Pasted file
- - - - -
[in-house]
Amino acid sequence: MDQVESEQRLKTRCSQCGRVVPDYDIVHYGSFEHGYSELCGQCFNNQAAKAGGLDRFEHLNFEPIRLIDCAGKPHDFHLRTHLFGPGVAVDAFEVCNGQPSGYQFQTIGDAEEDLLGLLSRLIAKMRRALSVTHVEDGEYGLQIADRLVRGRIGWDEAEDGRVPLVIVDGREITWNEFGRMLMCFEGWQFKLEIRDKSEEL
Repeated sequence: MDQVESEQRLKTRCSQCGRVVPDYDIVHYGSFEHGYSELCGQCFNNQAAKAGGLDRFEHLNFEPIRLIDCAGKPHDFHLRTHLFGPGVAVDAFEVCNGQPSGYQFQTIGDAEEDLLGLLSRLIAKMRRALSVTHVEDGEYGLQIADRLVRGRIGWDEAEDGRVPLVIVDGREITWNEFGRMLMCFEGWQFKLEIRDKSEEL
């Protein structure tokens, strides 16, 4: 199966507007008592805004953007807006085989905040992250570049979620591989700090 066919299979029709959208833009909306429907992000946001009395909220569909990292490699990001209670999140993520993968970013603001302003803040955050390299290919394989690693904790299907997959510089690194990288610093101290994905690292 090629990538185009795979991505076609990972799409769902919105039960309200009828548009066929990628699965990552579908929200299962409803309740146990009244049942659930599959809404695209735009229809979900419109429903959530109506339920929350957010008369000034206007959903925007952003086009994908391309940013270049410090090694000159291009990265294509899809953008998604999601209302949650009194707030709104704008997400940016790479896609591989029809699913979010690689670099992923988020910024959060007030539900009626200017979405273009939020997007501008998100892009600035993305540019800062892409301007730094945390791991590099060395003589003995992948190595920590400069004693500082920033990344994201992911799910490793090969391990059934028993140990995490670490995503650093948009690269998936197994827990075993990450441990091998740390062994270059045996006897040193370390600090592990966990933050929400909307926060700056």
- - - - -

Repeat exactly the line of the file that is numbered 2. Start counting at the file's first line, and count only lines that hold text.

Amino acid sequence: MDQVESEQRLKTRCSQCGRVVPDYDIVHYGSFEHGYSELCGQCFNNQAAKAGGLDRFEHLNFEPIRLIDCAGKPHDFHLRTHLFGPGVAVDAFEVCNGQPSGYQFQTIGDAEEDLLGLLSRLIAKMRRALSVTHVEDGEYGLQIADRLVRGRIGWDEAEDGRVPLVIVDGREITWNEFGRMLMCFEGWQFKLEIRDKSEEL